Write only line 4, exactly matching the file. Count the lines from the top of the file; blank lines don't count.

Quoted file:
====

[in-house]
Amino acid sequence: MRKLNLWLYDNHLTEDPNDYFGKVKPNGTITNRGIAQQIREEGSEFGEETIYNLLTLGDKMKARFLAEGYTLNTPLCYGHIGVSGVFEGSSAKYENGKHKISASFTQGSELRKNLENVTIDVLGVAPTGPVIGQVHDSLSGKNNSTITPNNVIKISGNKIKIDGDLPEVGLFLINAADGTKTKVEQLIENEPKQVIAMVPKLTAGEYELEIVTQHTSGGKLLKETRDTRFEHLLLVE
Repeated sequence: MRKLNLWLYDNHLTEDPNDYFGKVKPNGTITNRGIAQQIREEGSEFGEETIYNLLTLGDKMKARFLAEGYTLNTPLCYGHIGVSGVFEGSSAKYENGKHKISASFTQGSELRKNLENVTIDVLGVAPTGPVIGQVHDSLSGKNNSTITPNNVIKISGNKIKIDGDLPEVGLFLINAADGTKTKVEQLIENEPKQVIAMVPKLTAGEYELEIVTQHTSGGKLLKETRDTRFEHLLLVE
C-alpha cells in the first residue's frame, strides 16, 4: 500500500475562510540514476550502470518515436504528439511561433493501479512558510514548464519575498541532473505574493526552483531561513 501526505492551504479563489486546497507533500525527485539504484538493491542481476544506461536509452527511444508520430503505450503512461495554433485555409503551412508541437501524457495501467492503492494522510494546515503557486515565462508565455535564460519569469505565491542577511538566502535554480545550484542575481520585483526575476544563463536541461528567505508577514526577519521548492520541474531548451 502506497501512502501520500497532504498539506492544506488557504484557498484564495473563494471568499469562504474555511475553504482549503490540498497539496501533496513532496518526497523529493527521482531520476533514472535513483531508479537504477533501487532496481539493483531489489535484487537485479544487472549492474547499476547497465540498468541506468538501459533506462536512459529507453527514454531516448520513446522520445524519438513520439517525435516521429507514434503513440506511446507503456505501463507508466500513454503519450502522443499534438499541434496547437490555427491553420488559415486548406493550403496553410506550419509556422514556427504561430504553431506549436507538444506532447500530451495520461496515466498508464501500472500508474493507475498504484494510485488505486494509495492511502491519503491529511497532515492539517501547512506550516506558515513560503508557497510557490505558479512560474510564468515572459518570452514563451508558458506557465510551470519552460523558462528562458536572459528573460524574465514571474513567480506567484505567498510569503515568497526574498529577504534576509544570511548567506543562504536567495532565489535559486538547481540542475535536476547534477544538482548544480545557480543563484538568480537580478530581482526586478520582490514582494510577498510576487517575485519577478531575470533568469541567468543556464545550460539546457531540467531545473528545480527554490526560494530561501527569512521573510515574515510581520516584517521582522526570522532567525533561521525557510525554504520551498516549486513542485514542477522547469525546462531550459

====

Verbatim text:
C-alpha cells in the first residue's frame, strides 16, 4: 500500500475562510540514476550502470518515436504528439511561433493501479512558510514548464519575498541532473505574493526552483531561513 501526505492551504479563489486546497507533500525527485539504484538493491542481476544506461536509452527511444508520430503505450503512461495554433485555409503551412508541437501524457495501467492503492494522510494546515503557486515565462508565455535564460519569469505565491542577511538566502535554480545550484542575481520585483526575476544563463536541461528567505508577514526577519521548492520541474531548451 502506497501512502501520500497532504498539506492544506488557504484557498484564495473563494471568499469562504474555511475553504482549503490540498497539496501533496513532496518526497523529493527521482531520476533514472535513483531508479537504477533501487532496481539493483531489489535484487537485479544487472549492474547499476547497465540498468541506468538501459533506462536512459529507453527514454531516448520513446522520445524519438513520439517525435516521429507514434503513440506511446507503456505501463507508466500513454503519450502522443499534438499541434496547437490555427491553420488559415486548406493550403496553410506550419509556422514556427504561430504553431506549436507538444506532447500530451495520461496515466498508464501500472500508474493507475498504484494510485488505486494509495492511502491519503491529511497532515492539517501547512506550516506558515513560503508557497510557490505558479512560474510564468515572459518570452514563451508558458506557465510551470519552460523558462528562458536572459528573460524574465514571474513567480506567484505567498510569503515568497526574498529577504534576509544570511548567506543562504536567495532565489535559486538547481540542475535536476547534477544538482548544480545557480543563484538568480537580478530581482526586478520582490514582494510577498510576487517575485519577478531575470533568469541567468543556464545550460539546457531540467531545473528545480527554490526560494530561501527569512521573510515574515510581520516584517521582522526570522532567525533561521525557510525554504520551498516549486513542485514542477522547469525546462531550459